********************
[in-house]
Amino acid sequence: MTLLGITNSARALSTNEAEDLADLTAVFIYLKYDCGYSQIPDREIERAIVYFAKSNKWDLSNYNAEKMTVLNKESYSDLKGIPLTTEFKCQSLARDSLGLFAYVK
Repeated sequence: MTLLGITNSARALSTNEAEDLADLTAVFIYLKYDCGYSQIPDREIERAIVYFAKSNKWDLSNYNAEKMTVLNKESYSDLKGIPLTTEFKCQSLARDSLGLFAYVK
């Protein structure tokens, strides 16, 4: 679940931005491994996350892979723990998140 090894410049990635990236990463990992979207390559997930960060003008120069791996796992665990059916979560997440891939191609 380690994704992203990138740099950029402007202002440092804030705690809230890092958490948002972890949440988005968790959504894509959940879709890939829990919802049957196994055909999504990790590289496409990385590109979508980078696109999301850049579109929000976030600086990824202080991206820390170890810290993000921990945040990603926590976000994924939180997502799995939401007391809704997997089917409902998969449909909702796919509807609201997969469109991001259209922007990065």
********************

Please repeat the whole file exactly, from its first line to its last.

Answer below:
[in-house]
Amino acid sequence: MTLLGITNSARALSTNEAEDLADLTAVFIYLKYDCGYSQIPDREIERAIVYFAKSNKWDLSNYNAEKMTVLNKESYSDLKGIPLTTEFKCQSLARDSLGLFAYVK
Repeated sequence: MTLLGITNSARALSTNEAEDLADLTAVFIYLKYDCGYSQIPDREIERAIVYFAKSNKWDLSNYNAEKMTVLNKESYSDLKGIPLTTEFKCQSLARDSLGLFAYVK
């Protein structure tokens, strides 16, 4: 679940931005491994996350892979723990998140 090894410049990635990236990463990992979207390559997930960060003008120069791996796992665990059916979560997440891939191609 380690994704992203990138740099950029402007202002440092804030705690809230890092958490948002972890949440988005968790959504894509959940879709890939829990919802049957196994055909999504990790590289496409990385590109979508980078696109999301850049579109929000976030600086990824202080991206820390170890810290993000921990945040990603926590976000994924939180997502799995939401007391809704997997089917409902998969449909909702796919509807609201997969469109991001259209922007990065």